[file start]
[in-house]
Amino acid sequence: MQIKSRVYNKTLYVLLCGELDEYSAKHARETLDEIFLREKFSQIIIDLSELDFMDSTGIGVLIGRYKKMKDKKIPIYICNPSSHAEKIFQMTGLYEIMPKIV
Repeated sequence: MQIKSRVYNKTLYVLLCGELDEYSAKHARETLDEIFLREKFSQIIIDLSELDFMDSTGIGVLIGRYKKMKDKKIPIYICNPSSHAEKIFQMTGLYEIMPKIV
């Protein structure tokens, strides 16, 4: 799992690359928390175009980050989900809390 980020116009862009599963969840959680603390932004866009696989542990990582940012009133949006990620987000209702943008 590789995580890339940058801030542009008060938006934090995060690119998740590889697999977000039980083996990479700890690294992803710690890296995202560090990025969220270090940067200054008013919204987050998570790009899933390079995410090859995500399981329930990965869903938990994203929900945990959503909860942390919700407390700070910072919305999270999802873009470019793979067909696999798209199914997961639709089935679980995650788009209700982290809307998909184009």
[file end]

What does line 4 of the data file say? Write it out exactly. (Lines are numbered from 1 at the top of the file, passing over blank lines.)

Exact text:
């Protein structure tokens, strides 16, 4: 799992690359928390175009980050989900809390 980020116009862009599963969840959680603390932004866009696989542990990582940012009133949006990620987000209702943008 590789995580890339940058801030542009008060938006934090995060690119998740590889697999977000039980083996990479700890690294992803710690890296995202560090990025969220270090940067200054008013919204987050998570790009899933390079995410090859995500399981329930990965869903938990994203929900945990959503909860942390919700407390700070910072919305999270999802873009470019793979067909696999798209199914997961639709089935679980995650788009209700982290809307998909184009």